• Amend the Electoral Code to define the requirements for TEC logistics in the inter-election period, which would ensure their proper functioning and funding during their entire period of operations. At the moment, this issue is regulated only by bylaws of the CEC.
  • Use the Electoral Code to regulate compensation for TEC members and employees involved in the period between the formation of electoral commissions and the official start of the election process.
  • Strengthen the efficiency of TEC mandates in the production of ballots by setting requirements in the Electoral Code for the activities of the control commission on the production of ballots (control criteria, the scope of the obligation to check the text
  • Provide opportunities for NGOs to observe all stages of local elections, including the formation of TECs and constituencies, with the right to register parallel to the first sessions of such commissions. These legislative changes should prevent the situation experienced in the 2020 local elections whereby TECs and constituencies were formed before the election process, and NGOs were allowed to obtain permission to observe the CEC only after the election process began.
  • Provide for the right of official observers from non-governmental organizations to attend meetings / conferences to nominate candidates without permission or invitation, which will increase the transparency and openness of the activities of political parties and their local organizations during elections.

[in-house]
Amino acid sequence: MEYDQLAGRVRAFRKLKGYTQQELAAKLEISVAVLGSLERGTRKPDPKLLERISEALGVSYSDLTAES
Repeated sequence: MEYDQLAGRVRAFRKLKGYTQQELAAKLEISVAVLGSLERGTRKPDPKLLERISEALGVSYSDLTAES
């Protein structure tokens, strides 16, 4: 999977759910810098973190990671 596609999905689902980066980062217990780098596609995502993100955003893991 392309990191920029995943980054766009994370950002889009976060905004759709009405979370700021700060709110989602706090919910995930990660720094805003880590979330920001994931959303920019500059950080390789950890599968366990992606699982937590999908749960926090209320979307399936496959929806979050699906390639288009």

• Eliminate the need for a non-governmental organization to submit a notarized copy of their  charter to obtain permission from the CEC to observe the election, which is an excessive bureaucratic obstacle to the activities of non-party observers.
  • Simplify the process of vote counting and establishing results through partial automation, with the help of the creation and legislative consolidation of a Local Elections information analysis system, which would allow for the checking and clarification of  vote count protocols.
  • Strengthen mechanisms for verifying the correct distribution of seats based on the results of local elections conducted under the proportional electoral system. In particular, it is necessary to provide for automated verification of the distribution of seats and thus prevent the erroneous recognition of elected persons who were not entitled to mandates.
  • Conduct and publish a comprehensive analysis of the results of the investigation of election-related crimes in local elections, as well as of the advantages and disadvantages of the amended Criminal Code and Code of Administrative Offenses.
  • Continue and strengthen the preliminary training of the National Police on the application of election legislation.
Endorsed by
Svitlana Bregman
Joel Wasserman, Anna Naumenko
Victoria Arkhypenko